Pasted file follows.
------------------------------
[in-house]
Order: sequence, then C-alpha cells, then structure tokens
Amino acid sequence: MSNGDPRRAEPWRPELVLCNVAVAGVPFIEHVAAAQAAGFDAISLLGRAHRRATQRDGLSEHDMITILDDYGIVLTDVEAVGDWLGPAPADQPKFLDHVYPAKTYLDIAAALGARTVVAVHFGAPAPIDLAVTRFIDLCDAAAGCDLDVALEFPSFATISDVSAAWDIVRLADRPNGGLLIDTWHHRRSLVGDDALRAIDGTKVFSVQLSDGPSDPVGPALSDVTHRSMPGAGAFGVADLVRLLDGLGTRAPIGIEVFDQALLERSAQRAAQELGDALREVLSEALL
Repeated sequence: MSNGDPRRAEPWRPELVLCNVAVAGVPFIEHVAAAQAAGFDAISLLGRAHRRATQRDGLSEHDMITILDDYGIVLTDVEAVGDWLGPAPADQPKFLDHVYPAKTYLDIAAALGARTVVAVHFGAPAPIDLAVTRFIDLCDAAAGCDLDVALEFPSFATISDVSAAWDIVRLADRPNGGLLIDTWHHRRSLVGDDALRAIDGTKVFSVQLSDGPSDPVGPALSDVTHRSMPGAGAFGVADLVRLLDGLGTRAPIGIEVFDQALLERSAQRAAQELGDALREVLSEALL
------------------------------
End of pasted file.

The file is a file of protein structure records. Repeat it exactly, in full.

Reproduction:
[in-house]
Order: sequence, then C-alpha cells, then structure tokens
Amino acid sequence: MSNGDPRRAEPWRPELVLCNVAVAGVPFIEHVAAAQAAGFDAISLLGRAHRRATQRDGLSEHDMITILDDYGIVLTDVEAVGDWLGPAPADQPKFLDHVYPAKTYLDIAAALGARTVVAVHFGAPAPIDLAVTRFIDLCDAAAGCDLDVALEFPSFATISDVSAAWDIVRLADRPNGGLLIDTWHHRRSLVGDDALRAIDGTKVFSVQLSDGPSDPVGPALSDVTHRSMPGAGAFGVADLVRLLDGLGTRAPIGIEVFDQALLERSAQRAAQELGDALREVLSEALL
Repeated sequence: MSNGDPRRAEPWRPELVLCNVAVAGVPFIEHVAAAQAAGFDAISLLGRAHRRATQRDGLSEHDMITILDDYGIVLTDVEAVGDWLGPAPADQPKFLDHVYPAKTYLDIAAALGARTVVAVHFGAPAPIDLAVTRFIDLCDAAAGCDLDVALEFPSFATISDVSAAWDIVRLADRPNGGLLIDTWHHRRSLVGDDALRAIDGTKVFSVQLSDGPSDPVGPALSDVTHRSMPGAGAFGVADLVRLLDGLGTRAPIGIEVFDQALLERSAQRAAQELGDALREVLSEALL